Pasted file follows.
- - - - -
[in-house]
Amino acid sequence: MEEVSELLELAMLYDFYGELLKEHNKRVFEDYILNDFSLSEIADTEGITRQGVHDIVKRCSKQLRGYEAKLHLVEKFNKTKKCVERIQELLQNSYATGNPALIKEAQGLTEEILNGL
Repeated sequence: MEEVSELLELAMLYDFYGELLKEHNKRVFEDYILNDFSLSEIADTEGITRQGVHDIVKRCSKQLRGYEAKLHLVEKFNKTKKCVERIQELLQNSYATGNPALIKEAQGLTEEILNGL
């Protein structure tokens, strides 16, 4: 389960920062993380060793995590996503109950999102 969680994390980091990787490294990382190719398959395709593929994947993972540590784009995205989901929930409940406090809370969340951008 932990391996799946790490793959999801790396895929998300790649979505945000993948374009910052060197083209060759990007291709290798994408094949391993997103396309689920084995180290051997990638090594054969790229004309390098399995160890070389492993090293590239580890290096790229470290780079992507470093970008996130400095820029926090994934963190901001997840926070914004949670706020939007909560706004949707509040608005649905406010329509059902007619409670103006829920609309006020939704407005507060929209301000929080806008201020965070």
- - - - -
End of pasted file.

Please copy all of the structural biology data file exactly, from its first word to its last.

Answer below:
[in-house]
Amino acid sequence: MEEVSELLELAMLYDFYGELLKEHNKRVFEDYILNDFSLSEIADTEGITRQGVHDIVKRCSKQLRGYEAKLHLVEKFNKTKKCVERIQELLQNSYATGNPALIKEAQGLTEEILNGL
Repeated sequence: MEEVSELLELAMLYDFYGELLKEHNKRVFEDYILNDFSLSEIADTEGITRQGVHDIVKRCSKQLRGYEAKLHLVEKFNKTKKCVERIQELLQNSYATGNPALIKEAQGLTEEILNGL
């Protein structure tokens, strides 16, 4: 389960920062993380060793995590996503109950999102 969680994390980091990787490294990382190719398959395709593929994947993972540590784009995205989901929930409940406090809370969340951008 932990391996799946790490793959999801790396895929998300790649979505945000993948374009910052060197083209060759990007291709290798994408094949391993997103396309689920084995180290051997990638090594054969790229004309390098399995160890070389492993090293590239580890290096790229470290780079992507470093970008996130400095820029926090994934963190901001997840926070914004949670706020939007909560706004949707509040608005649905406010329509059902007619409670103006829920609309006020939704407005507060929209301000929080806008201020965070």